This video of the lyrics and song "Daydreamer" by Adele, depict a woman looking or envisioning a man (possible lover). She accounts in great detail his visage, what he could possibly be thinking and his habits (ie: you will find him sitting on your doorstep, waiting for the surprise...And you can tell that he'll be there for life) Although this is not completely phrenology it showcases how by observing you can see into a person's motives, desires and dreams, not just their mental capacity or intelligence.

Independent Research on Jane Eyre - Typhus


What is it?
-Disease that inflicts humans with the Rickettsia prowazekii bacteria originating from lice and other small bugs-Symptoms include:severe headache, high fever(first and most common symptom), cough, rash, severe muscle pain, chills, falling blood pressure, stupor, sensitivity to light, delirium, and death-Can notice these symptoms as soon as one to two weeks after exposure-Found mostly in times of war and deprivation-Treated with antibiotics-Mortality rate:10 to 60 percent(vastly lower if antibiotics are used before first 8 days)-It can be used as a biological weapon-Accounts of the disease date as way back as ancient Greek times

How does it relate to Jane Eyre?
-Cause of death for both her parents and why she is living with her cruel aunt and cousins(the Reeds) at Gateshead
-There was an outbreak at Lowood, the Christian charity school, in which many of the students came down with it except for Jane
 Interesting link to "Public Health in Jane Eyre and Victorian Era"          
Industrialization and Urbanization caused Typhus?
-Poor sanitation in households and bad working conditions(for all people of any status)
Deprivation/Poor conditions at Lowood?

Contemporary Jane Eyre Song:
I was interested in studying what women's lives were like in the 1800s so I researched a bit about that from

- "They had to obey men, because in most cases men held all the resources and women had no independent means of subsistence."
Girls received less education than boys, were barred from universities, and could obtain only low-paid jobs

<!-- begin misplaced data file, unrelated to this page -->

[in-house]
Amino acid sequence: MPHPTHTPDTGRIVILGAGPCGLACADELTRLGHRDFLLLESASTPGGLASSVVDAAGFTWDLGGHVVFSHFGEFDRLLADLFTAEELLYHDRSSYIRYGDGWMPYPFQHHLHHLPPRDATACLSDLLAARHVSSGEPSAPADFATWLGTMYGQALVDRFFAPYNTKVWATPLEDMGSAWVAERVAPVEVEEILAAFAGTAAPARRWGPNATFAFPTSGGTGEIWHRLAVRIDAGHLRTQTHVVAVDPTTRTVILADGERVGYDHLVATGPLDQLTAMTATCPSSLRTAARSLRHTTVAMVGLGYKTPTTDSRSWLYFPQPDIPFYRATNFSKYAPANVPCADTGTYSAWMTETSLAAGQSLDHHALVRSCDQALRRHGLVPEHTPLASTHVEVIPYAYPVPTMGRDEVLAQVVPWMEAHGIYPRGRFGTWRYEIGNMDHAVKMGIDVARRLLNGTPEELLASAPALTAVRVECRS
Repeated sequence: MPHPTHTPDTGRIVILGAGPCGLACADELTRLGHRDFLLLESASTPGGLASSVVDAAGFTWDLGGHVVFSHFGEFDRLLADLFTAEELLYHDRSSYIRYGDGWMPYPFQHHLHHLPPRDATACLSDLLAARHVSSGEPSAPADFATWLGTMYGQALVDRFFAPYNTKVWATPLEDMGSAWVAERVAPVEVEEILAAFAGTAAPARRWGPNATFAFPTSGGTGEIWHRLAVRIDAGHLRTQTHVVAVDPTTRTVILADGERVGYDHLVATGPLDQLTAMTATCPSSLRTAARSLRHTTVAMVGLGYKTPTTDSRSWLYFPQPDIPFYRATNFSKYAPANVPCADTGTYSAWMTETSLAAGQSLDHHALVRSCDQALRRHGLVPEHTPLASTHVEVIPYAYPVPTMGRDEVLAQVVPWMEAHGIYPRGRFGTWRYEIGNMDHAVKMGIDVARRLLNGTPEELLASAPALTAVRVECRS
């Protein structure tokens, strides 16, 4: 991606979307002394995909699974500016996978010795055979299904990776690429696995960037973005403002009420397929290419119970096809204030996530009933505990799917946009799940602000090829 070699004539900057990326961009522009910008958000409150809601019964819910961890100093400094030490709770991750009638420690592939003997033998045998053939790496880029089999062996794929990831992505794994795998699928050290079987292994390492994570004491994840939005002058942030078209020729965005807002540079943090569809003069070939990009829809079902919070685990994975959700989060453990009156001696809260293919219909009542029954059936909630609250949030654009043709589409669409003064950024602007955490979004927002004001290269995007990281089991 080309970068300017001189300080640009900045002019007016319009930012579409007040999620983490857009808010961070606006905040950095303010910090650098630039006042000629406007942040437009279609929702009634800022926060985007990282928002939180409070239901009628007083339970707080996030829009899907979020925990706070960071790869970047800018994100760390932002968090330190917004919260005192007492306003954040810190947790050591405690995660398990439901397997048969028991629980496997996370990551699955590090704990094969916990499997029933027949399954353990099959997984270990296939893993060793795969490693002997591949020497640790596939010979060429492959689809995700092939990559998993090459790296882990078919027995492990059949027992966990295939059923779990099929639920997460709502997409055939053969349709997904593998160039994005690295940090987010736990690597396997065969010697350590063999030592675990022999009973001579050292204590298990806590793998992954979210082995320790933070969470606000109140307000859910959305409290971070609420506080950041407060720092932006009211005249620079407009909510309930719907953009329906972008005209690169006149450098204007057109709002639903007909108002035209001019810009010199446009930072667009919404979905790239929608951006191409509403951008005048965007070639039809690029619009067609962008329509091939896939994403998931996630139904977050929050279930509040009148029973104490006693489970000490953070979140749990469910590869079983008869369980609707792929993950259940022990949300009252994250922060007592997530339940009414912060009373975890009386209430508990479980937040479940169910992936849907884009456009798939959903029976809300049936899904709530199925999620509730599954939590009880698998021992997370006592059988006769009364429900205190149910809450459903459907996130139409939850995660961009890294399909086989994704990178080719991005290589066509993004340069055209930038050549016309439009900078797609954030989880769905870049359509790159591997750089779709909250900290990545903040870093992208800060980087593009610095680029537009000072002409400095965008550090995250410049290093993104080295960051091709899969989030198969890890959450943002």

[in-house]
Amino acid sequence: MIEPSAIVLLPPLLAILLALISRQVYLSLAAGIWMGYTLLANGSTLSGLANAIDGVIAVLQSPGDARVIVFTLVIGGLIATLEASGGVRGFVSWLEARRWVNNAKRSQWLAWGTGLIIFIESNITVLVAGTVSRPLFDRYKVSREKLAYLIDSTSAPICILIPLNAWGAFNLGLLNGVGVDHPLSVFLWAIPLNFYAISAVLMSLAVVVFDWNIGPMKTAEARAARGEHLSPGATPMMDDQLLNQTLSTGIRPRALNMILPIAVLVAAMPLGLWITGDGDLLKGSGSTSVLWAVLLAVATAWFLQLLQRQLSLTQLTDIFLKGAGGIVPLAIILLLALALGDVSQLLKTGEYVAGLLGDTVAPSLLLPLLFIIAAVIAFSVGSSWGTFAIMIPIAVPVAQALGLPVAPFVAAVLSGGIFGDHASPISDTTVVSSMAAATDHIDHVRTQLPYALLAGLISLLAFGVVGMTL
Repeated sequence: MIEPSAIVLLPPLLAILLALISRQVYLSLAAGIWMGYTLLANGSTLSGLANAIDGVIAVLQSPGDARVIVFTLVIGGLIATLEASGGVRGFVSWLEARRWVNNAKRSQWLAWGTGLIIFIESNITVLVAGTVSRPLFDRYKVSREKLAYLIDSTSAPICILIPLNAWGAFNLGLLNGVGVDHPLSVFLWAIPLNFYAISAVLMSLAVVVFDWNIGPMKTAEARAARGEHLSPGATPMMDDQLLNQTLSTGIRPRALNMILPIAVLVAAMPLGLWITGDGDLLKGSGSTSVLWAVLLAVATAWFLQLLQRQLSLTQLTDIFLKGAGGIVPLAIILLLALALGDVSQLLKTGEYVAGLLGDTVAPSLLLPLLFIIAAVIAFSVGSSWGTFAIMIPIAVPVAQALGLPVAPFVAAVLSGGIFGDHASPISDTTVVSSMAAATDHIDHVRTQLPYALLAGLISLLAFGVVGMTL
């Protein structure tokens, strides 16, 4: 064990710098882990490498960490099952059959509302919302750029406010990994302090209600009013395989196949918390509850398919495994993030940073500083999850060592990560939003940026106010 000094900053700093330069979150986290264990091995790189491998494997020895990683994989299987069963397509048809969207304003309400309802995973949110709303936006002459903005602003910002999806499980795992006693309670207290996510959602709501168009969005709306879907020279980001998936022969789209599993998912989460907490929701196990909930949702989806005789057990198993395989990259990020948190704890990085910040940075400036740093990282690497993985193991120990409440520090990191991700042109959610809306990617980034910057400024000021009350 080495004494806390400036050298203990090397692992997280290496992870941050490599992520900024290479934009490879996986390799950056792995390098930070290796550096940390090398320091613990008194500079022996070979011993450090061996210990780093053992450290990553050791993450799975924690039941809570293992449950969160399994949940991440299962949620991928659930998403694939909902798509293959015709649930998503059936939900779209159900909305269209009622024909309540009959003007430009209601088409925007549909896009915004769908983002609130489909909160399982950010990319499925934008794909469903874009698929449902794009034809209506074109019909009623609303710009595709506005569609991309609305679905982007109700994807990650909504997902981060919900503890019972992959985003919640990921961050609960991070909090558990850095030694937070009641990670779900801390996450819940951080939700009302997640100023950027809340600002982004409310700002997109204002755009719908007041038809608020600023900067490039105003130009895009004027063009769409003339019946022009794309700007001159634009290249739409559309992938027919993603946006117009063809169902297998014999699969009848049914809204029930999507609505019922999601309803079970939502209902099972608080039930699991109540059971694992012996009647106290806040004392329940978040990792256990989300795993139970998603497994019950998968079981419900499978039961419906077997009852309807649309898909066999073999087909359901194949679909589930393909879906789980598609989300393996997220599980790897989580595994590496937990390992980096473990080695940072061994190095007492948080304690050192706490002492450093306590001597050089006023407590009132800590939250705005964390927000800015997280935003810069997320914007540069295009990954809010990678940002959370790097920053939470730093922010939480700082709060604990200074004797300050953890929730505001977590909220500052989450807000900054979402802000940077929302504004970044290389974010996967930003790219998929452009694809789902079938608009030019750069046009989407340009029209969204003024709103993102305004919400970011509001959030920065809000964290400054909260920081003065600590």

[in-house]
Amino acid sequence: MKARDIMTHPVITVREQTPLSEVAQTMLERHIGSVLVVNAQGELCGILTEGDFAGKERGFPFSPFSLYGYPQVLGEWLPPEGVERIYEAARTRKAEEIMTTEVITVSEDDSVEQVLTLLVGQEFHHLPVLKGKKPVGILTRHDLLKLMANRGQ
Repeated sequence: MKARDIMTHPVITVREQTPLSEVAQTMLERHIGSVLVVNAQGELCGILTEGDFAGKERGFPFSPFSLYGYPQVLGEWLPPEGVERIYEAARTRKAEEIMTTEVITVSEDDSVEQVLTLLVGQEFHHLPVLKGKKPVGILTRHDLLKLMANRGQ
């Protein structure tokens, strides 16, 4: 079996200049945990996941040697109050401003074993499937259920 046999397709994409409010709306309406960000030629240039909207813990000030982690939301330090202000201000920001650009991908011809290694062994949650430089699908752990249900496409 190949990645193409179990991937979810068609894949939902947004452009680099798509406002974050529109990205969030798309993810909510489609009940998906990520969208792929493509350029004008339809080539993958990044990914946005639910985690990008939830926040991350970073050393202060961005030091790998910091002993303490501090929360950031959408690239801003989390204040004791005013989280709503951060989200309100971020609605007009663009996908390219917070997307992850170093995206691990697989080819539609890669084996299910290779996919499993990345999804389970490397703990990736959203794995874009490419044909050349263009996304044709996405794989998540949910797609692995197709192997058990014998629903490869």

-Women's sole purpose was to marry and reproduce
-If a woman was unhappy with her situation there was, almost without exception, nothing she could do about it
- Anything she earned belonged to him.

why did this change??
- Civil War and the fourteenth amendment led to women advocating for their rights as well
- Declaration of the Rights of Women during the French Revolution

my song

Jane Eyre Independent Study

Jane is in love with a married man and is still struggling to come to grips with that.  I suggest she reads this article.

She feels stuck, lost in her own ways a little bit.  Caught up in her new life but conflicted.  Each way she turns, she can't really find a better solution.

This song applies to Jane on the inside.  Although she has moved from town to town, she still feels lost.  Her "town" is on the inside and feels like there is no way out.  Even if there is some good that comes out of it, she is still surrounded by "vampires. Turns out I'm a vampire myself in the devil town."

Love Versus Autonomy

The video we watched in class talked about Autonomy, but in a difference sense.  The video talked about Autonomy from incentives.  But if Jane frees herself from love, she might feel less of the stresses.

Victorian Jamaica

In the Victorian Era, where Jane Eyre is set, Jamaica was a British colony. England had obtained Jamaica from the Spanish in 1655 through force, and then through the Treaty of Madrid in 1670. Then known as the Colony of Jamaica, its capitol was called Spanish Town, due to it having been the capitol of Spanish Jamaica previously. It was here that Bertha Mason lived before Mr. Rochester took her back to England.

The Colony of Jamaica became a huge source of both sugar and slaves for England. Jamaica would remain England's top sugar supplier throughout the 18th century. Many Englishmen moved to Jamaica in order to profit from the sugar crops and associated slave labor, which would explain why Rochester's father would want to get in on such a huge inheritance.

The continued profit from the sugar meant that elitism remained prevalent longer than slave labor did. The slave trade was abolished in 1808, and slavery followed in 1834. Despite these progressive movements, as well as laws put into place to promote equal rights for all races, white British control for the profit of sugar lasted until the sugar trade suffered two huge blows: first, the Sugar Duties Act of 1846, and the Morant Bay Rebellion of 1865.

Bertha was known as a "Creole," which, in terms of Jamaica and other Caribbean areas, meant she and her family were descendants of former slaves who formed their own independent culture.